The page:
The incident, in which an 18-year-old girl was attacked, happened on Friday, while there was still daylight.
The attack was reported to West Yorkshire Police at 5:45pm yesterday. A scene is now in place n Market Street, Wibsey, a statement said.
An official statement from West Yorkshire Police said: “Police are investigating following a report of a rape which was received at 5.45pm yesterday.
“A scene is in place in Market Street, Wibsey while enquiries continue and an 18-year-old woman is being supported by specially trained officers.”
The cordoned area is a alleyway between Market Street and Hardy Street, near the centre of Wibsey. The alleyway runs between two houses, Yorkshire Live reported.
Police officers have been guarding the scene since last night, both on foot and in a car and a van.
One local resident, who has lived in the area for four years, told a Yorkshire Live reporter, “nothing like this has ever happened, there’s never been a police cordon on the street, never any trouble.”
Figures from West Yorkshire Police, obtained by the Telegraph and Argus, showed that the number of domestic abuse rapes reported in Bradford to police rose by 31 per cent in 2020 compared with 2019.
The biggest rise was in stalking and harassment reports, which rose by 290 in 2020 to 3,516 recorded offences.
In 2020, 270 rapes were reported to police, up from 206 in 2019, while reports of other sexual offences rose from 74 to 93.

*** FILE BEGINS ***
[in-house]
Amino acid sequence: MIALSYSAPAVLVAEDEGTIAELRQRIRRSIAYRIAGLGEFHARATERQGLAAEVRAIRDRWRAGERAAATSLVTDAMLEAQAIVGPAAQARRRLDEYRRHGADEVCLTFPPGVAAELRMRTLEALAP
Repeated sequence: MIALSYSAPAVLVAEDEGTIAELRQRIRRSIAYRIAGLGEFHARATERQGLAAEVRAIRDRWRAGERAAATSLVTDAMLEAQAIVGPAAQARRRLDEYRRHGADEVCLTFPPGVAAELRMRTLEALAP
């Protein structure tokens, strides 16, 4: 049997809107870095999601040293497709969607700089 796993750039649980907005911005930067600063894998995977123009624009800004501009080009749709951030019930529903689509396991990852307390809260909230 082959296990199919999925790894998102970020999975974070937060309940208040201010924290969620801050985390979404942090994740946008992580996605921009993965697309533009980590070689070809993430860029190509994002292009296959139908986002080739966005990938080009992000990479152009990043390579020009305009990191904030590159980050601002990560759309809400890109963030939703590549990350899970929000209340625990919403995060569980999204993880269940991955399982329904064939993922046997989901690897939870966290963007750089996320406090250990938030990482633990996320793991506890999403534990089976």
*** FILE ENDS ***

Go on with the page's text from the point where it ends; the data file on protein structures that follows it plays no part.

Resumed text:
However, in June this year, a review found that just 1.6 per cent of rapes recorded by police in England and Wales are currently prosecuted, the lowest proportion for any crime.
In 2019-20, 1,439 suspects were convicted for rape, the lowest level since records began, and down from almost 2,000 the previous year.
Policing minister Kit Malthouse apologised for the significant drop in prosecutions, calling the figures “shocking.”
He said: “As we have said in the reports, and on the media and elsewhere, it’s a source of deep regret and shame that the numbers have dropped so significantly over the last few years.
“While I understand groups are naturally impatient, and we’re very sorry for what’s happened over the last few years, they are naturally impatient for change.”
Register for free to continue reading
Registration is a free and easy way to support our truly independent journalism
By registering, you will also enjoy limited access to Premium articles, exclusive newsletters, commenting, and virtual events with our leading journalists
Already have an account? sign in